IBM: Loss Of Market Share And Revenue, But Valuation Is Cheap

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Summary

  • Over the last decade, IBM missed out on the strong industry tailwinds and lost share across all its segments.
  • The company’s stock price has declined and the 12% free cash flow yield valuation is cheap.
  • The 4.7% dividend yield is attractive for income-oriented investors, but shareholder value will continue to erode unless clear signs of a turnaround emerge soon.

Exterior view of the French headquarters of IBM, Bois-Colombes, France

HJBC/iStock Editorial via Getty Images

Thesis

IBM's (NYSE:IBM) revenue has declined over the last decade in spite of strong industry tailwinds as it lost share to best-in-class competitors across its segments. The company’s stock price has dropped, its valuation is cheap, and the 4.7% dividend yield is attractive for income-oriented investors. However, unless there are clear signs of a turnaround, the stock price could continue to deteriorate.

Outline of this Article

I begin by comparing IBM’s overall consolidated financials to its big tech competitors, followed by the revenue growth in each of IBM’s segments to the closest direct comparables. I then shift on valuations and the level of sponsorship from smart money investors and end with concluding observations.

Consolidated Financials

Revenues

Over the last decade, the tech industry has grown significantly and most big tech companies have benefited handsomely from the strong tailwinds of digitization. In stark contrast, IBM’s revenues actually contracted by 25% over the same period. (figure 1, green line)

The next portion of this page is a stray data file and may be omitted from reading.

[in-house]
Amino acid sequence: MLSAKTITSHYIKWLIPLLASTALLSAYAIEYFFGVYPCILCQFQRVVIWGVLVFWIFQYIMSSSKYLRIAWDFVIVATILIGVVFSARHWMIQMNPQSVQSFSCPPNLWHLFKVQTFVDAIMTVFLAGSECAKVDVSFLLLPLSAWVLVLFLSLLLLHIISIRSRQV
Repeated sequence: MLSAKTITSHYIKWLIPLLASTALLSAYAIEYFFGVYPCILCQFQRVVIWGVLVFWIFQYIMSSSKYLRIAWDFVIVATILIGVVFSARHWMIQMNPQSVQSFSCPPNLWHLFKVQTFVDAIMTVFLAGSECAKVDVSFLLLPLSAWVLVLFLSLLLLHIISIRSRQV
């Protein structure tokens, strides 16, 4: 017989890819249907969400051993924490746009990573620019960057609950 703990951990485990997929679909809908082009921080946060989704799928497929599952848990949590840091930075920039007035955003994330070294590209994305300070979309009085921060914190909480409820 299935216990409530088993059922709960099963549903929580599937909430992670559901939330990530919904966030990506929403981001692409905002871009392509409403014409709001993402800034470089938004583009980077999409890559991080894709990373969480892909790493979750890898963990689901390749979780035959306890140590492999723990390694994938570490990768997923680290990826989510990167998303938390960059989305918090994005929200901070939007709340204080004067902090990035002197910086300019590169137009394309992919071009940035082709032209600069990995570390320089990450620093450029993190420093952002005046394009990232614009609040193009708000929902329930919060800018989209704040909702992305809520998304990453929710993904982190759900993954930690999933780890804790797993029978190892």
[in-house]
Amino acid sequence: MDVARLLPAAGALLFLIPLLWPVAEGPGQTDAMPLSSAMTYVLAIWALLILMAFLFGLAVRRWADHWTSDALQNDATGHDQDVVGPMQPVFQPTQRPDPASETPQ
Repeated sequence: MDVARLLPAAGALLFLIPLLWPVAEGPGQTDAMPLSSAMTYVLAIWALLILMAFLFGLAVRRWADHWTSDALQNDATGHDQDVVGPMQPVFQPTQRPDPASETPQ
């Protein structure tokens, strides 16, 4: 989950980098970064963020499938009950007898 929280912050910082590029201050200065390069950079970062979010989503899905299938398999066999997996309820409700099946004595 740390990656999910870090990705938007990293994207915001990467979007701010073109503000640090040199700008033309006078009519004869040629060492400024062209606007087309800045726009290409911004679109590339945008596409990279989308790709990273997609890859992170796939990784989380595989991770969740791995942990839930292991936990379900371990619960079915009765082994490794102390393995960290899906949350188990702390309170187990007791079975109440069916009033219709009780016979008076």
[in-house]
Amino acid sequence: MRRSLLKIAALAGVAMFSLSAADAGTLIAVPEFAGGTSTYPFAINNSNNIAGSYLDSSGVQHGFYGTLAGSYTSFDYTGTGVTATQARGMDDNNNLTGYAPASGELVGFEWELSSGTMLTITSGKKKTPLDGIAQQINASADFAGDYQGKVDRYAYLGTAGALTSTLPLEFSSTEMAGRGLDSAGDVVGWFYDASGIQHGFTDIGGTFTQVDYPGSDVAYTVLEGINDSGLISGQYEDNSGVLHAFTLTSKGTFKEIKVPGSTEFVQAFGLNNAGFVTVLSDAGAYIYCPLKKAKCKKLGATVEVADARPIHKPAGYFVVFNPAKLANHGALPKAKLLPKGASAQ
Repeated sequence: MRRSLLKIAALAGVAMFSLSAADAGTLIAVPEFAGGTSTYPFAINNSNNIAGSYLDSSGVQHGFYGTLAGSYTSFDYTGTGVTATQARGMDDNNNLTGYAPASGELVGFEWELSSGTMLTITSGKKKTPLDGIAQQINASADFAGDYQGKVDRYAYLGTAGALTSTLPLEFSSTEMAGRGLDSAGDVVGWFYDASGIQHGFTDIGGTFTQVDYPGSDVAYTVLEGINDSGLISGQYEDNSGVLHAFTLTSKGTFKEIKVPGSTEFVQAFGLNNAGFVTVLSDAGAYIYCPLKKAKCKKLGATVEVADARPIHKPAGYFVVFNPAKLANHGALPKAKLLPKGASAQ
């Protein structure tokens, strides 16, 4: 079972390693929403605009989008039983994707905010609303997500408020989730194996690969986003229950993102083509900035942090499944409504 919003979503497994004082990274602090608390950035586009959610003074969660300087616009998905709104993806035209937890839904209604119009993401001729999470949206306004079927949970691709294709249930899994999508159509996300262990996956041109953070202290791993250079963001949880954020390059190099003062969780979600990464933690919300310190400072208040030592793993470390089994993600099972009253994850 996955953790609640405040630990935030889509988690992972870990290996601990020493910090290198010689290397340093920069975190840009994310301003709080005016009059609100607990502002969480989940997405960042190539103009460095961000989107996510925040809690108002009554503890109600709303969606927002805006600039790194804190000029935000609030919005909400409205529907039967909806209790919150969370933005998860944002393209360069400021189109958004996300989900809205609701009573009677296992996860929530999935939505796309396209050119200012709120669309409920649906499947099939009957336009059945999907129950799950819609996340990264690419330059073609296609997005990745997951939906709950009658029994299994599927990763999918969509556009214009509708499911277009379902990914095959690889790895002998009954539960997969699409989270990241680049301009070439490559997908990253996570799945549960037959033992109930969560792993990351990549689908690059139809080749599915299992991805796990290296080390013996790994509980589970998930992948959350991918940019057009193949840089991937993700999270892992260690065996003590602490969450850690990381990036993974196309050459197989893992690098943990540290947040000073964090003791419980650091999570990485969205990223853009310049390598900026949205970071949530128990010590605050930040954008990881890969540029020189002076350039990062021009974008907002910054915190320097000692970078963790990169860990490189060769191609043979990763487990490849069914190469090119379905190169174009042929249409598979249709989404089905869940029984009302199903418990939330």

Figure 1: IBM’s trailing twelve-month revenues vs its big tech competitors

Note: I included Equinix as it operates in a similar space as IBM’s soon-to-be spun-out Global Technology Services division, which will be renamed Kyndryl.

Source: Created by author using publicly available financials

Per Share Financials

The revenue decline over the last decade can be partially attributed to the sale of a number of non-core units. Former Chairman and CEO Ginni Rometty called these units “empty calories … producing revenue but not profits” (figure 2).

Figure 2: What’s new and what’s gone at IBM between 2005 and 2015

One would have expected the company to deploy proceeds from these divestments to create shareholder value through re-investments, acquisitions, or share buybacks. However, per share revenues have remained flat over the last decade (figure 3, green line), and IBM’s per share earnings have declined steadily since 2014 (figure 4, green line). This is all the more disappointing as competitors have experienced significant growth over the same period.

Figure 3: IBM’s trailing twelve-month per share revenues vs competitors

Source: Created by author using publicly available financials

Figure 4: IBM’s trailing twelve-month earnings per share growth vs competitors

Source: Created by author using publicly available financials

Stock Price Underperformance

IBM’s stock price has similarly been on a slow decline and is down about 15% since 2015 (figure 5, red line), far underperforming the S&P500 which was up 105% over the same period. This is all the more frustrating for shareholders who have seen other big tech companies appreciate significantly over the same time frame. The company pays a dividend, but that barely brings investors to breakeven after taxes.

Figure 5: IBM’s stock price vs competitors

Source: Yahoo Finance

Segment by Segment Comparison

I would be the first to acknowledge that the above is not an “apples to apples” comparison as the big-tech companies participate in very different mixes of business segments. To get a better understanding, I compared the two-year revenue growth rate of each of IBM’s major segments against companies or divisions of companies they directly compete against. (While I would have preferred to use a longer comparison period, the fact that some companies re-categorize their segments makes this difficult)